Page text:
For example, Claudia (not her real name), now in her 20’s, is a teenager who commits suicide and is deceived.

He believes that the antipsychotic drugs given to him during his illness are toxic.

Thus, the medication was restricted and forcibly given to him, and over time it came into force and he was cured.

“But after a period of stress, I had a serious relapse again and had to start all over again. Now I admit that I need medication to stay alive,” he says.

“I don’t like the word normal, but I feel great when I’m taking my medication. I feel like I can contribute to classes, I can meet my friends, but that’s not the case. Take medication, my work gets worse and I feel more stressed, cluttered and awkward,” he said.

Discussions continue

There are critics who say that non-drug treatment is based on an ideological approach, not research and evidence.

Jean-Ivar Rossberg, a psychiatrist living and working in Oslo, compares drug therapy to the therapeutic societies of the 1960s and ’70s, when patients were encouraged to do whatever they wanted, take substances such as LSD, and return to childhood. This method used in those years was called anti-psychiatry.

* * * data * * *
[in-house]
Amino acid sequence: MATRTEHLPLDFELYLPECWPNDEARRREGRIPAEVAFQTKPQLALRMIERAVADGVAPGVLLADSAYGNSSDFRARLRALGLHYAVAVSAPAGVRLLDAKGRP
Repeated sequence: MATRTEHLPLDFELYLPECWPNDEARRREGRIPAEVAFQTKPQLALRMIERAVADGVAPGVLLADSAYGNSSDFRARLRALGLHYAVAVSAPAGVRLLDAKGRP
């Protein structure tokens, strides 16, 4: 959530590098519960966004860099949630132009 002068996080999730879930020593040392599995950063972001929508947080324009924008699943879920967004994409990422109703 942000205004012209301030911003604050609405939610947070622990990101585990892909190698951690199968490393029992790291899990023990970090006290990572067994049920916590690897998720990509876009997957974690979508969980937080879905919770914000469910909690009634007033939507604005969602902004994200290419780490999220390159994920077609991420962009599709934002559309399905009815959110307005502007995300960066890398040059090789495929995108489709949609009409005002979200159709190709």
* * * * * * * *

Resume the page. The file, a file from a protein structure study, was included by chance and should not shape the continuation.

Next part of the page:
“History has shown us that this approach is ineffective, so we no longer use it. We have no evidence that non-drug therapies are effective,” says Dr. Rossberg.


A picture that Mali calls “Desperate.”

The most successful results in the treatment of psychosis patients indicate that the drug should be started in the early stages of the disease and gradually reduce the dose after two years of treatment.

But doctor Magnus Hald is not sure. Patients receiving drug-free treatment for thrombosis are preparing to start a study that will be followed for many years.

So far, there have been no suicides among patients treated at the center, but no comprehensive study has been conducted on the success of the treatment.

The future of drug-free therapy

This is a controversial issue.

At present, patients with severe psychosis cannot be referred to non-drug treatment units.